Important 1794 Dollar, XF401794 $1 XF40 NGC. B-1, BB-1. Die State I. The 1794 Dollar has always been in strong demand from numismatists and collectors alike. This has perhaps never been more evident than over the last three to five years. With an estimate of surviving examples somewhere between 120 and 140 specimens (per the late Jack Collins), demand usually exceeds supply for this prized first Silver Dollar from the U.S. Mint.
The 1794 is the first regular issue Dollar to be struck with the early Mint's new Flowing Hair design. The late Walter Breen believed that the 1794 Dollars were most likely struck on October 15, 1794, from deposits of silver bullion made by David Rittenhouse, who had been appointed Director of the Mint in 1792. Most numismatists agree that only 1,758 Dollars were struck in 1794. These Dollars were struck on a press intended for striking smaller denomination coins; therefore, most impressions show varying degrees of weakness of strike. It is also believed that at some point the dies became misaligned, resulting in weakness of strike being evident at UNITED STATES, the left stars, and the date. Striking problems are seen on almost all specimens of the 1794 Dollar. Additionally, most of the Dollars of 1794 suffer from surface problems, such as scratches, dents, rim bumps, having been holed and plugged, initials or counterstamps removed, and other miscellaneous problems or repairs. Plus, a majority of known 1794 Dollars come with adjustment marks.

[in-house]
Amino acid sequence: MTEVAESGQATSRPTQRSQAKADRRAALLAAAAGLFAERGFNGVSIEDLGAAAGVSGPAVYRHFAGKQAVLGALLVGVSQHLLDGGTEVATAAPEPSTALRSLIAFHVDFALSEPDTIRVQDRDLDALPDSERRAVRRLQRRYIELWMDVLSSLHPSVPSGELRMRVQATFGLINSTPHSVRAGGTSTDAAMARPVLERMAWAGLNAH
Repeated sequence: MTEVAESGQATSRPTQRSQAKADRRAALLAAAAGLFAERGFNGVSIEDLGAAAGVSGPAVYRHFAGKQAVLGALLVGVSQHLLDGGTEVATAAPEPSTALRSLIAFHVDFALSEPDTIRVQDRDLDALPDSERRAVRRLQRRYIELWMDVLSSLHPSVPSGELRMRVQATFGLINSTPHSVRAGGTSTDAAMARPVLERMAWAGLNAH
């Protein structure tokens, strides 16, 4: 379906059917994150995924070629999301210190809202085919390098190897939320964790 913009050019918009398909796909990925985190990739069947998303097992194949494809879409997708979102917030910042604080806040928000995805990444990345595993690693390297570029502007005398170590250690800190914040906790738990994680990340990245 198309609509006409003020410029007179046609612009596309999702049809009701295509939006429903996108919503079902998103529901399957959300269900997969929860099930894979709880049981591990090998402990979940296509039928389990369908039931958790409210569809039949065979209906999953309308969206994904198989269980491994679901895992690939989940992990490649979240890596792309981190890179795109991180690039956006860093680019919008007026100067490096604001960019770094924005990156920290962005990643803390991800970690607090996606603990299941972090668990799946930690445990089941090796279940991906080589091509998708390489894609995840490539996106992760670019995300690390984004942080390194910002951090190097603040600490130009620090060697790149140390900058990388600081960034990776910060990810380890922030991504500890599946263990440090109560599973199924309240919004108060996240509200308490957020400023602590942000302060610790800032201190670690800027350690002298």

The specimen offered here is graded XF40 NGC, and is an above average example of the issue. This specimen is toned a pleasing medium gray on both sides. The strike is above average, with the stars on the left side of the obverse all showing (although weak). The date and star 1 are particularly well struck for a 1794 Dollar. Adjustment marks are present, primarily on the left side of the obverse, and are heaviest through stars 2, 3, and 4. There is a tiny planchet disturbance in the field in front of Liberty's nose. There is also a slight rim disturbance at 8 o'clock on the obverse, between stars 1 and 2 and closer to star 2. The surfaces are nice for the grade and well above average for the issue. The left side of the obverse is toned slightly darker than the rest of the coin, from star 3 down through the date area and to last two stars on the right.
The reverse shows the weakness of strike on the left side through UNITED STAT that is usually seen. There appear to be a few minor rim disturbances. The reverse surfaces are very nice for the grade, with strong details showing on the eagle's wings and tail feathers. A small scratch is located below the ribbon, well hidden by the toning, and a small planchet disturbance is seen at the top left of the second S in STATES.
From the Michael Hering Collection. (NGC ID# 24WY, PCGS# 6851)
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